Google opened its I/O developer conference with a grab-bag of a keynote. Over two hours Wednesday, a cast of characters from the Mountain View, California, tech giant covered everything from AI-assisted ukulele lessons to the company’s carbon-free ambitions for its data centers.
There wasn’t always much new to the event, but four I/O items stood out as surprising.
Augmenting AR searches
Google’s upcoming upgrades to its search features will include “scene exploration,” which essentially mashes up the image-recognition features of Google Lens with Google’s earlier work into augmented-reality overlays of information.
For example, you could hold your phone’s camera in front of a shelf full of gourmet chocolate to see insights about each product overlaid on the camera’s view. Or you could point the camera at a drug store’s display of moisturizers to find scent-free options.
This kind of free-form info overlay represents a much more ambitious implementation of AR than, say, the Yelp app displaying star ratings for nearby restaurants in your phone camera’s view of a street.
“This is like having a supercharged Ctrl F for the world around you,” said Google search senior vice president Prabhakar Raghavan during the keynote.
It could also supercharge Google’s lead over competing search engines that may offer better privacy but come from companies that can’t match the machine-learning prowess that powers this feature.
An assistant that yearns for your gaze
If having to say “Hey, Google” to get the attention of Google Assistant ranks among the pain points of your digital life, prepare to rejoice: An upcoming option on the Nest Hub Max smart screen will free you from having to voice those wake words.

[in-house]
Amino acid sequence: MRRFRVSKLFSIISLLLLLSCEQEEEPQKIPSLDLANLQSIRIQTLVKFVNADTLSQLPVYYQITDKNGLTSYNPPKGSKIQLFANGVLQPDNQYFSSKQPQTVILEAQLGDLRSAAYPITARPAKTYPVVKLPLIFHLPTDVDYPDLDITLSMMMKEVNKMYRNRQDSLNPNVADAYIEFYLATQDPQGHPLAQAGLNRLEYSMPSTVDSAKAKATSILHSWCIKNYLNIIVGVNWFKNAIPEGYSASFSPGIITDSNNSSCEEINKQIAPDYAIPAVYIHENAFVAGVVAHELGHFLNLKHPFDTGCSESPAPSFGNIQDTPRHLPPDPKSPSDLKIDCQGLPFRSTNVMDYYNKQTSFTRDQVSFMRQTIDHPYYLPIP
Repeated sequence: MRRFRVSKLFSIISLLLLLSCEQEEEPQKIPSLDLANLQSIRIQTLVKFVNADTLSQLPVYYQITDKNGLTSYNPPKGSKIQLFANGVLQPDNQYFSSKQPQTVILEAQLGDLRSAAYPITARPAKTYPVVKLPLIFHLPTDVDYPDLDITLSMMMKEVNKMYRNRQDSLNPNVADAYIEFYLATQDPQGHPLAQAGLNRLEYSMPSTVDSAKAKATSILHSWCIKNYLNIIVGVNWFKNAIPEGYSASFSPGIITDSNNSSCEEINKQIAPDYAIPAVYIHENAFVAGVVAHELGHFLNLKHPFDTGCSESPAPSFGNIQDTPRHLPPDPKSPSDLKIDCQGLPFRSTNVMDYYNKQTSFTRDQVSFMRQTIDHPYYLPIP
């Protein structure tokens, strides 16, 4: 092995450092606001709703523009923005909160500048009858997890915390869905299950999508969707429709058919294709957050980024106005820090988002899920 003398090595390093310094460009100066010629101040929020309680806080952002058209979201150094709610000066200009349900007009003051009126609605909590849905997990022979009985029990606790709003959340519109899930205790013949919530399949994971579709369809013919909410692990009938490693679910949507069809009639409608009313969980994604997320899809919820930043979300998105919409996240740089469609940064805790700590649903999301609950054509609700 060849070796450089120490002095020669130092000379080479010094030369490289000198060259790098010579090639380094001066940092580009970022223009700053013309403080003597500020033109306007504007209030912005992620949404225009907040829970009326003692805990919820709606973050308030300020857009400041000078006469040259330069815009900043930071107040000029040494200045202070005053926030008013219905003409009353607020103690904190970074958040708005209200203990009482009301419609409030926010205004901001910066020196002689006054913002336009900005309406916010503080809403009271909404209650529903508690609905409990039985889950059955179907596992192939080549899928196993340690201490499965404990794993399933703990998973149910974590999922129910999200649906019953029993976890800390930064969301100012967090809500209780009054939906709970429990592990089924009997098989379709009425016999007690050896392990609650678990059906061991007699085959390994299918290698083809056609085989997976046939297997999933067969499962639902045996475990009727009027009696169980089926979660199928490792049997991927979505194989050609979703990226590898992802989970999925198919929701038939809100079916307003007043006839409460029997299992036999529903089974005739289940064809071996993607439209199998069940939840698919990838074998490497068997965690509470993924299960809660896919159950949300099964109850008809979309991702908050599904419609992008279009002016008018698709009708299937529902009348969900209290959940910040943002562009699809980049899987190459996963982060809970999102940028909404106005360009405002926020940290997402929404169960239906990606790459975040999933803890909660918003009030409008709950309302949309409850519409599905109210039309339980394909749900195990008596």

This “Look and Talk” feature will instead enable this tabletop device to start listening once you look at it. The Nest Hub Max will decide that your gaze isn’t just a passing glance by applying machine-learning models to what it sees and hears with its camera and microphone—and it will do so unassisted by Google’s servers.
“Video from these interactions is processed entirely on device, so it isn’t shared with Google or anyone else,” said Sissie Hsiao, vice president for Google Assistant, in the keynote.
“We minimize your data footprint,” said senior vice president Jen Fitzpatrick as she outlined Google’s “Protected Computing” philosophy. “If the data doesn’t exist, it can’t be hacked.”
But while her outline of Google’s data-minimization efforts—”collecting less, and deleting more,” as she put it—could have fit in an Apple keynote, the I/O presentation was light on how Google applies techniques like differential privacy to reduce the personal details exposed by its core search and maps services.
The keynote did, however, spotlight a recent move by Google to give people a veto over search results that reveal their contact information. The ability to request Google stop showing those results through a self-service web form could blow a hole in the business model of people-finder sites.
Anyone torn between buying a Pixel 6 now or a Pixel 6a in a few weeks, for example, now must consider the advertised fall arrival of a Pixel 7 series of phones, with the Pro model featuring a triple camera system on the back. Price? Ask later.
Smartwatch shoppers considering watches running Google’s relaunched Wear OS, meanwhile, now know that Google will introduce a Pixel Watch this fall, also at an unannounced price.
And although not many people have bought into tablets running Android, Google appears to have decided that years after discontinuing the Nexus 7, it’s no longer content to leave that market to the likes of Samsung. Sometime next year, it will introduce a Pixel Tablet at an unannounced price in an unannounced size.
The keynote wrapped up with a concept clip showing how Google’s work into automated real-time translation and augmented-reality interfaces would allow people to transcend language barriers by wearing a future set of AR eyeglasses. Yes, it appears that the Google Glass dream is alive—and does it ever look great in a demo video.